Edwin Ong

Edwin Ong

Chongqing Correspondent, Lianhe Zaobao

Edwin has been with Zaobao China Desk since 2015, and has assumed the role as Chongqing Correspondent since April 2019. Based in the operating hub of the Chongqing Connectivity Initiative, he monitors the political, economic and social development of China's emerging western region, simultaneously keeping an eye on technological trends and developments in China's rural hinterland.

People take photographs outside the Hongyancun Station. (Photo: Edwin Ong)

[Video] Chongqing's Hongyancun now the deepest metro station in China

Hongyancun metro station in Chongqing has the distinction of being the deepest metro station in China. However, it takes about ten minutes to go all the way down — to the depth of 39 storeys — which raises safety concerns, alongside the convenience to nearby residents.
A Palestinian youth reacts as he sits on the rubble of a destroyed home following an Israeli military strike on the Rafah refugee camp, in the southern Gaza Strip on 15 October 2023, amid the ongoing battles between Israel and Hamas. (Mohammed Abed/AFP)

China shifts stance on Israel-Hamas conflict?

A week after the war between Israel and Hamas broke out, China has openly criticised Israel, saying that its actions “have gone beyond self-defence”. China may be worried about the larger implications of war breaking out in the Middle East, says an academic that Lianhe Zaobao correspondent Edwin Ong spoke to.
A shot of the USS America (LHA-6) taken on 15 September 2023. (Chung Sung-Jun/Reuters)

US, China militaries flex muscles in Yellow Sea

Amid the ongoing US-China rivalry, both powers have been sending their navies on exercises in the Yellow Sea, as a signal to each side, stopping just short of actual engagement. This mirrors earlier near-confrontations. Is this all just military posturing ahead of a possible Xi Jinping-Joe Biden summit before the end of the year?
An advertisement for the Huawei Technologies Co. Mate 60 series smartphone in Shanghai, China, on 17 September 2023. (Qilai Shen/Bloomberg)

[Big read] What is the US’s next move as China breaks through the chip blockade?

China’s Huawei suddenly launched a new smartphone, equipped with a 7-nm chip said to be made in China and with network speeds reaching 5G levels, shocking the US political circles. What far-reaching impacts will China's breakthrough in chip technology have? How will Washington respond? Lianhe Zaobao correspondent Edwin Ong takes us through the recent developments and what it means for the US’s strategy against China’s tech advancements.
People are seen below a giant screen showing news footage of Chinese President Xi Jinping speaking virtually to the Shanghai Cooperation Organisation meeting, which was being held in India, at a shopping mall in Beijing, China, on 4 July 2023. (Greg Baker/AFP)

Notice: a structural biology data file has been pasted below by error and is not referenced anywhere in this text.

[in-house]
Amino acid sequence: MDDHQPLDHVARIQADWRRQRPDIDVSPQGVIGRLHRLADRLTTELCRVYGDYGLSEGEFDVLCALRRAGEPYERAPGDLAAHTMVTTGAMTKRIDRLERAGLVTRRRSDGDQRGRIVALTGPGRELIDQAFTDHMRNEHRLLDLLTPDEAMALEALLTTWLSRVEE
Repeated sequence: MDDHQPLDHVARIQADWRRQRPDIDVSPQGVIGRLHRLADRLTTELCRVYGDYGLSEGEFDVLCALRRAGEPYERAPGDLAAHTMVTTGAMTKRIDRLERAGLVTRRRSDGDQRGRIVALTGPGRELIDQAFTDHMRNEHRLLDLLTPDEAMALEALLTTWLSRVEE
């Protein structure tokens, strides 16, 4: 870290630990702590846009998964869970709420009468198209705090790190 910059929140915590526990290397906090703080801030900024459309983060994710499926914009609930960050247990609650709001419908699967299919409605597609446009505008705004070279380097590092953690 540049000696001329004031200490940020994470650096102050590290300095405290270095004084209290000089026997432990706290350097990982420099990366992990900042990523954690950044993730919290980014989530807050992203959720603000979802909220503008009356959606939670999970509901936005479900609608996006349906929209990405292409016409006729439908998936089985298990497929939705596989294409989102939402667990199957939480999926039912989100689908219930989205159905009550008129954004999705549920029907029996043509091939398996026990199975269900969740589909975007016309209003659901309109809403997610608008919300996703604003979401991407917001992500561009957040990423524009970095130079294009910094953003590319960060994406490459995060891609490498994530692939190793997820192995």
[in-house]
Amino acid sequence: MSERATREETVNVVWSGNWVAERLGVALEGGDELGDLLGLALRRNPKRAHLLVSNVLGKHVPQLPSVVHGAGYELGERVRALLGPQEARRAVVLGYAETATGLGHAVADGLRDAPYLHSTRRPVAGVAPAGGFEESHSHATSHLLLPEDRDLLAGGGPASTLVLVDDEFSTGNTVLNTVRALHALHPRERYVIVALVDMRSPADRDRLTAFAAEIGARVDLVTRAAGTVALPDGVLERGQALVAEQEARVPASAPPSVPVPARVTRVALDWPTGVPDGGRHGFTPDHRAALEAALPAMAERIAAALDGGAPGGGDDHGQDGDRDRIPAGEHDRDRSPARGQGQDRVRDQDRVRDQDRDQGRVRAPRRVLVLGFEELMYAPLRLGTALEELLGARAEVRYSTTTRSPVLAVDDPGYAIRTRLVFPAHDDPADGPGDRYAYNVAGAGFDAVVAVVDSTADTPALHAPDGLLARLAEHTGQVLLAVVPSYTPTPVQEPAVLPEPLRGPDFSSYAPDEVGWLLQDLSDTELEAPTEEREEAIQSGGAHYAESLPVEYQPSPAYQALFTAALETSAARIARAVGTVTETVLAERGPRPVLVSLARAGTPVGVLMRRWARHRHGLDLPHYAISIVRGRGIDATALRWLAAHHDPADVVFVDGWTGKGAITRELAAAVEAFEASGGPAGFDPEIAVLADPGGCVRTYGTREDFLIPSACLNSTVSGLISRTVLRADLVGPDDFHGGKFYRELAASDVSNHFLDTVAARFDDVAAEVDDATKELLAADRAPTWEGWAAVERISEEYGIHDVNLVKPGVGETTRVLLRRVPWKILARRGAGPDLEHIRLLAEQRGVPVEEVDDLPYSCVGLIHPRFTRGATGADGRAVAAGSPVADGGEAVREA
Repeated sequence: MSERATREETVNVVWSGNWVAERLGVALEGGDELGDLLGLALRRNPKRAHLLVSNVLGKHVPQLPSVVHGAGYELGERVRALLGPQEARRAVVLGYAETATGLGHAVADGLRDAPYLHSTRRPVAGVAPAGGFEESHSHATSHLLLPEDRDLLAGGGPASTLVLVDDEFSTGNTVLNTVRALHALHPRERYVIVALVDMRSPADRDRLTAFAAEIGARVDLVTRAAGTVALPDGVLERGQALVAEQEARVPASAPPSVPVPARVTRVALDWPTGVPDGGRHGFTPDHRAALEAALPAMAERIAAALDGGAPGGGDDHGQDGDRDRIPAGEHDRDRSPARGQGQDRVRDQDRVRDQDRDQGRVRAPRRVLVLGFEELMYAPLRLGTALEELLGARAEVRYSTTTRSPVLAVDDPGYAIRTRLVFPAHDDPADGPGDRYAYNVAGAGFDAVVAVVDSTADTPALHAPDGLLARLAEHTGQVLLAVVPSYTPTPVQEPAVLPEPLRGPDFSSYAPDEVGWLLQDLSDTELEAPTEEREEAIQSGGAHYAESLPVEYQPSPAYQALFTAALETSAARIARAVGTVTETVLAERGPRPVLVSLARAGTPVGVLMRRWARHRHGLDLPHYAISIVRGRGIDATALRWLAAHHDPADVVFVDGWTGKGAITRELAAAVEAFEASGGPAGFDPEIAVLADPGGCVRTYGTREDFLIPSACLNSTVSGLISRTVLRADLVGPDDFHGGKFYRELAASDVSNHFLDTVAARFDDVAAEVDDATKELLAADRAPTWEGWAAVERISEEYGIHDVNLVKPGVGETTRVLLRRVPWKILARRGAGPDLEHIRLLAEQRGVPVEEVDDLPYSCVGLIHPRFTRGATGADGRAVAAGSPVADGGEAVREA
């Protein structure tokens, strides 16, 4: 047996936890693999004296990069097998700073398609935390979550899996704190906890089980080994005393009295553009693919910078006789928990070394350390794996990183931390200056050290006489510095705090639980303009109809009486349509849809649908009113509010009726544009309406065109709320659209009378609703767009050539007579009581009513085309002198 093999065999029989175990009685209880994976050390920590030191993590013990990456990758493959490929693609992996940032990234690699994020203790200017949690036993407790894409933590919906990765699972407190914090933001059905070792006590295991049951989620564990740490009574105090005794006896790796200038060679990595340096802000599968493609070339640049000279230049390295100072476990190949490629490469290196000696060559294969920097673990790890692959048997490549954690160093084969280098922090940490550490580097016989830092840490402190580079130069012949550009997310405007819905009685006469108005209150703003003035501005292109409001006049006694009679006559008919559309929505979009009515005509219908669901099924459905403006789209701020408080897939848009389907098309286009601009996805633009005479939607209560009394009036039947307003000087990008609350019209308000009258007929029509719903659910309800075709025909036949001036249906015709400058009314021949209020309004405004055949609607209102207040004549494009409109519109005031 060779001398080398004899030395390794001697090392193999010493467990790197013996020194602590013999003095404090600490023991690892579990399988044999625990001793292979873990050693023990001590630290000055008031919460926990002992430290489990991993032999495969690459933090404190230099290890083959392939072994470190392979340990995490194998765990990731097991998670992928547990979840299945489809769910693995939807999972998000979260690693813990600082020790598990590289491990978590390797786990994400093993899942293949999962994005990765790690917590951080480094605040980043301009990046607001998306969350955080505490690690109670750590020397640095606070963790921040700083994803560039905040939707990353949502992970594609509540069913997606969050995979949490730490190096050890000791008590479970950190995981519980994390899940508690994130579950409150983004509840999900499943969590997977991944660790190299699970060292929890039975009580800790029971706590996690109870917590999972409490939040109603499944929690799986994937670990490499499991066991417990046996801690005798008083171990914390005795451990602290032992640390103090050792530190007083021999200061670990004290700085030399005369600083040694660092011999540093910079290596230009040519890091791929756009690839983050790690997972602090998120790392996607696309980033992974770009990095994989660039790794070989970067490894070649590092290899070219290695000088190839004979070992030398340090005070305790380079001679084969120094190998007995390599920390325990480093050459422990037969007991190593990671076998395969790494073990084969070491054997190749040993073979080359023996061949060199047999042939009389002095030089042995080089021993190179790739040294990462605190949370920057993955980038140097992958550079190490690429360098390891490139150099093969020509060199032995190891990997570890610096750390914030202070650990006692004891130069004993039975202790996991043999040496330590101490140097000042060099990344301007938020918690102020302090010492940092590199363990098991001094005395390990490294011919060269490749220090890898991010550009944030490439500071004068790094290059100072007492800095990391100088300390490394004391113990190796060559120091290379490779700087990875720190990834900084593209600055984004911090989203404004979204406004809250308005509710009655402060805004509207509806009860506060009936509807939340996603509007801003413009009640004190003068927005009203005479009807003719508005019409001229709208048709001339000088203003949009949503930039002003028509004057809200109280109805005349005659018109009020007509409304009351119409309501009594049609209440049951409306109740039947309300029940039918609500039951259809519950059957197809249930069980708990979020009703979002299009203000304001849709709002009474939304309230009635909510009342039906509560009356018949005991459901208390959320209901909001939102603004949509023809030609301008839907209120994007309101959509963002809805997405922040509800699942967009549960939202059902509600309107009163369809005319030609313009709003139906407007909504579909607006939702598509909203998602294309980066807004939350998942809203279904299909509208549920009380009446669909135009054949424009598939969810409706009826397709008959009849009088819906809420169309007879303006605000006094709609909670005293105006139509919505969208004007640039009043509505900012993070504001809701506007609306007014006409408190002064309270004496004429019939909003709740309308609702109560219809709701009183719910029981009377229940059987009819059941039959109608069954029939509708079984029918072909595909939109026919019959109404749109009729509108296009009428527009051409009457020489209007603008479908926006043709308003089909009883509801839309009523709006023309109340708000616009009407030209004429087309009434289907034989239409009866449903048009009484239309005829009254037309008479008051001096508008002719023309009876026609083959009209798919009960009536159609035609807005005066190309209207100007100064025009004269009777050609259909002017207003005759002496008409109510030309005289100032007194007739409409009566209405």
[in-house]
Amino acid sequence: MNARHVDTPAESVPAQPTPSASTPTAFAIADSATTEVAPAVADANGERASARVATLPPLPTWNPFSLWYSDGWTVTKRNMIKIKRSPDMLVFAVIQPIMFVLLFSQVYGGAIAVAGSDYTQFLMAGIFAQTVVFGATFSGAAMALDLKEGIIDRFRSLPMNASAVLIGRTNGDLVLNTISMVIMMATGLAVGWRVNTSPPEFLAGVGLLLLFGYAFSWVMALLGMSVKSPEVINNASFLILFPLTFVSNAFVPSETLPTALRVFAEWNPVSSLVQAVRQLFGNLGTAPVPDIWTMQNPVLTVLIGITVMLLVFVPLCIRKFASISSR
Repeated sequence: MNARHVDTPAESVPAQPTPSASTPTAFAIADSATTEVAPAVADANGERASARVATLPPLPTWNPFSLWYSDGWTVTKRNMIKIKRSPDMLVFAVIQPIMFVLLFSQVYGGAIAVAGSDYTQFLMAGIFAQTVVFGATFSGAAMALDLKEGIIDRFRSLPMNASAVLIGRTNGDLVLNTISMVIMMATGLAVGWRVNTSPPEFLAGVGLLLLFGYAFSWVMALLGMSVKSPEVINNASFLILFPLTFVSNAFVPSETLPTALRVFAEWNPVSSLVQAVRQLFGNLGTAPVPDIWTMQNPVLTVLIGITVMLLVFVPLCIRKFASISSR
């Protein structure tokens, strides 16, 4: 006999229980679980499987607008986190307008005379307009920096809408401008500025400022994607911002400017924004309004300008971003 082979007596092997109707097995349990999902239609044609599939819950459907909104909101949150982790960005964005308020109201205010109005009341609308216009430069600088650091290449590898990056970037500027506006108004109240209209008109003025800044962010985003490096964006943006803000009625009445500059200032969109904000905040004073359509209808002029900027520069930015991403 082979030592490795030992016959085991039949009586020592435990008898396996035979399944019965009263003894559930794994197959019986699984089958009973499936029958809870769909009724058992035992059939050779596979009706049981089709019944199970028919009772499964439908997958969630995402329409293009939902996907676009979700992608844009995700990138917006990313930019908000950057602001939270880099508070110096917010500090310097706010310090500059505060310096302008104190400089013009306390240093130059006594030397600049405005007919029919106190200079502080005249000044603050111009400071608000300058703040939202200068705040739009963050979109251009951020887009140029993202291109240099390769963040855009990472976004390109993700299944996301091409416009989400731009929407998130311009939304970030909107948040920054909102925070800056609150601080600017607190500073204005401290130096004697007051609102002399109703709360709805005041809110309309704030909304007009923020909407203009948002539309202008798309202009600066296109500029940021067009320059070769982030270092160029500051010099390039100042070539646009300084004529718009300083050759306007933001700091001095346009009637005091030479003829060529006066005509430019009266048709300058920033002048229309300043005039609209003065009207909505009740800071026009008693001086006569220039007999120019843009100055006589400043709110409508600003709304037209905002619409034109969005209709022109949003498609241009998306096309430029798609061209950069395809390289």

Politics takes precedence over economy in Xi’s Chinese-style modernisation

Chinese President Xi Jinping’s speech in February criticising the West was recently quoted in a Chinese Communist Party publication, and Lianhe Zaobao journalist Edwin Ong notes that the renewed attention could be intended to strengthen the political consensus among officials and citizens. Meanwhile, Xi’s emphasis on treading a different path from Western modernisation could come at the expense of its economy.
Director of the Office of the Foreign Affairs Commission of the Communist Party of China's Central Committee Wang Yi (left) attends a Friends of BRICS (a grouping of the world economies of Brazil, Russia, India, China and South Africa) meeting in Johannesburg on 24 July 2023. (Elmond Jiyane/GCIS/AFP)

Will China’s measured stance continue under reappointed Foreign Minister Wang Yi?

Former Chinese Foreign Minister Qin Gang, who had a meteoric rise and just as swift a fall, was thought to have adopted a more measured tone in China’s foreign policy. Are fears of a return to wolf warrior diplomacy under Wang Yi unfounded? Lianhe Zaobao correspondent Edwin Ong assesses the situation.
This photo taken on 14 June 2023 shows university graduates and youths attending a job fair in Yibin, in China's southwestern Sichuan province. (CNS/AFP)

Xi Jinping calls on young Chinese to embrace hardship

Even as young people are struggling to find jobs amid high unemployment and a tough economy, Chinese President Xi Jinping has called on them to “actively seek hardship”. Such messaging is made in the spirit of self-motivation and self-improvement, but is it a long-term solution to address the confusion and anxiety among young Chinese people? Zaobao correspondent Edwin Ong finds out.
The matchmaking corner at Chongqing People's Park, China. (SPH/Edwin Ong)

Desperate parents gather in China's latest matchmaking park for the sake of their kids

Since the start of this year, hordes of parents have descended on the Chongqing People’s Park matchmaking corner every weekend to find a potential mate for their children. Many parents there lament that the matchmaking corner is like a “hypermarket” where parents try to “outmanoeuvre” each other. Lianhe Zaobao correspondent Edwin Ong believes that it is also a microcosm of the socioeconomic divide in China.
Elderly people chat outside a restaurant along a street in Beijing, China, on 16 March 2023. (Jade Gao/AFP)

Why both old and young are against raising the retirement age in China

With pension funds slowly depleting, Chinese officials are looking to increase the statutory retirement age to alleviate the pressure on government coffers, increase pension contributions and resolve labour shortages. However, Lianhe Zaobao correspondent Edwin Ong notes that the policy is facing resistance from those nearing retirement as well as the younger generation.